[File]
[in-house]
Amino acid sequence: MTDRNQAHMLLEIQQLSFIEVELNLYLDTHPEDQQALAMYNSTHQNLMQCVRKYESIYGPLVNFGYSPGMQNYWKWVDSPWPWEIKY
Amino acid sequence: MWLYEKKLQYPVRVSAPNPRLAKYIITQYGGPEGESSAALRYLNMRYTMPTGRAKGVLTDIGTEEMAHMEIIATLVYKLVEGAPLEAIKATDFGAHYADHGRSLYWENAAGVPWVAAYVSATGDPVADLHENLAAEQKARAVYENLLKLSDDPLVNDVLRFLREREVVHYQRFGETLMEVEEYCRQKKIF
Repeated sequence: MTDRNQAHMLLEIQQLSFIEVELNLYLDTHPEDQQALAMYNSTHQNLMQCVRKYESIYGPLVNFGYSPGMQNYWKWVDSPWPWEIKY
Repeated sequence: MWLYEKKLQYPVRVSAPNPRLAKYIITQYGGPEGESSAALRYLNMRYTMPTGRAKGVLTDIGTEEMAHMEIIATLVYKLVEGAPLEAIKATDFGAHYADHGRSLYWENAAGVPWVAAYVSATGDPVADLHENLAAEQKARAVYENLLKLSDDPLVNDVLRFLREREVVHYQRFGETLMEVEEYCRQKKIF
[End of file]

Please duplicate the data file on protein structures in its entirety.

[in-house]
Amino acid sequence: MTDRNQAHMLLEIQQLSFIEVELNLYLDTHPEDQQALAMYNSTHQNLMQCVRKYESIYGPLVNFGYSPGMQNYWKWVDSPWPWEIKY
Amino acid sequence: MWLYEKKLQYPVRVSAPNPRLAKYIITQYGGPEGESSAALRYLNMRYTMPTGRAKGVLTDIGTEEMAHMEIIATLVYKLVEGAPLEAIKATDFGAHYADHGRSLYWENAAGVPWVAAYVSATGDPVADLHENLAAEQKARAVYENLLKLSDDPLVNDVLRFLREREVVHYQRFGETLMEVEEYCRQKKIF
Repeated sequence: MTDRNQAHMLLEIQQLSFIEVELNLYLDTHPEDQQALAMYNSTHQNLMQCVRKYESIYGPLVNFGYSPGMQNYWKWVDSPWPWEIKY
Repeated sequence: MWLYEKKLQYPVRVSAPNPRLAKYIITQYGGPEGESSAALRYLNMRYTMPTGRAKGVLTDIGTEEMAHMEIIATLVYKLVEGAPLEAIKATDFGAHYADHGRSLYWENAAGVPWVAAYVSATGDPVADLHENLAAEQKARAVYENLLKLSDDPLVNDVLRFLREREVVHYQRFGETLMEVEEYCRQKKIF